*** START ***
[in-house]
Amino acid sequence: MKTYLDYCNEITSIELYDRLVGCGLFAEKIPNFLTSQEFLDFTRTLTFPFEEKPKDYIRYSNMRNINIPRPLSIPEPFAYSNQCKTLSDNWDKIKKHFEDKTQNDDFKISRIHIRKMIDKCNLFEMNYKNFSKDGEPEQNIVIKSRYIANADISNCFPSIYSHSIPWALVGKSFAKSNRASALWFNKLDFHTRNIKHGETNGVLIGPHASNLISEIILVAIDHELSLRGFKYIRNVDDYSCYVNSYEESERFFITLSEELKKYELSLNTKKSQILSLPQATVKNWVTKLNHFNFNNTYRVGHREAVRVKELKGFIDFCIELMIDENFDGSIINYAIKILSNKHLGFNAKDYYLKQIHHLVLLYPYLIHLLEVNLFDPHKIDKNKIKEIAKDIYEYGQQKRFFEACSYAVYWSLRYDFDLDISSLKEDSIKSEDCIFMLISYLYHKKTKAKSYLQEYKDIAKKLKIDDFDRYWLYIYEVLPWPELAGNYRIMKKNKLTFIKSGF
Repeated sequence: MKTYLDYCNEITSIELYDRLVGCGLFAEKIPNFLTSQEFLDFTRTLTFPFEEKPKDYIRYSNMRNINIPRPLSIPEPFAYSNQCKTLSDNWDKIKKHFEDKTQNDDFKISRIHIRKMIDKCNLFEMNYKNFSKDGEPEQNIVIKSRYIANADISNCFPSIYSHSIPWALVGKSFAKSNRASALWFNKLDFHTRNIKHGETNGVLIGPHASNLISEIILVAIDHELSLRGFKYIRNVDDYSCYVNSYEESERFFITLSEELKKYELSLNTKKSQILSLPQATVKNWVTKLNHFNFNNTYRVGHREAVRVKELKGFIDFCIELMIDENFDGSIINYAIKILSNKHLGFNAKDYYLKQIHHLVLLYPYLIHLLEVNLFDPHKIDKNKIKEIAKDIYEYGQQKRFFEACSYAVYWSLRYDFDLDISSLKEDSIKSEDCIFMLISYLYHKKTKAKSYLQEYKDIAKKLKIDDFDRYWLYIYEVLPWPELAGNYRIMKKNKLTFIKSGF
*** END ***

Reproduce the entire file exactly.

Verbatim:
[in-house]
Amino acid sequence: MKTYLDYCNEITSIELYDRLVGCGLFAEKIPNFLTSQEFLDFTRTLTFPFEEKPKDYIRYSNMRNINIPRPLSIPEPFAYSNQCKTLSDNWDKIKKHFEDKTQNDDFKISRIHIRKMIDKCNLFEMNYKNFSKDGEPEQNIVIKSRYIANADISNCFPSIYSHSIPWALVGKSFAKSNRASALWFNKLDFHTRNIKHGETNGVLIGPHASNLISEIILVAIDHELSLRGFKYIRNVDDYSCYVNSYEESERFFITLSEELKKYELSLNTKKSQILSLPQATVKNWVTKLNHFNFNNTYRVGHREAVRVKELKGFIDFCIELMIDENFDGSIINYAIKILSNKHLGFNAKDYYLKQIHHLVLLYPYLIHLLEVNLFDPHKIDKNKIKEIAKDIYEYGQQKRFFEACSYAVYWSLRYDFDLDISSLKEDSIKSEDCIFMLISYLYHKKTKAKSYLQEYKDIAKKLKIDDFDRYWLYIYEVLPWPELAGNYRIMKKNKLTFIKSGF
Repeated sequence: MKTYLDYCNEITSIELYDRLVGCGLFAEKIPNFLTSQEFLDFTRTLTFPFEEKPKDYIRYSNMRNINIPRPLSIPEPFAYSNQCKTLSDNWDKIKKHFEDKTQNDDFKISRIHIRKMIDKCNLFEMNYKNFSKDGEPEQNIVIKSRYIANADISNCFPSIYSHSIPWALVGKSFAKSNRASALWFNKLDFHTRNIKHGETNGVLIGPHASNLISEIILVAIDHELSLRGFKYIRNVDDYSCYVNSYEESERFFITLSEELKKYELSLNTKKSQILSLPQATVKNWVTKLNHFNFNNTYRVGHREAVRVKELKGFIDFCIELMIDENFDGSIINYAIKILSNKHLGFNAKDYYLKQIHHLVLLYPYLIHLLEVNLFDPHKIDKNKIKEIAKDIYEYGQQKRFFEACSYAVYWSLRYDFDLDISSLKEDSIKSEDCIFMLISYLYHKKTKAKSYLQEYKDIAKKLKIDDFDRYWLYIYEVLPWPELAGNYRIMKKNKLTFIKSGF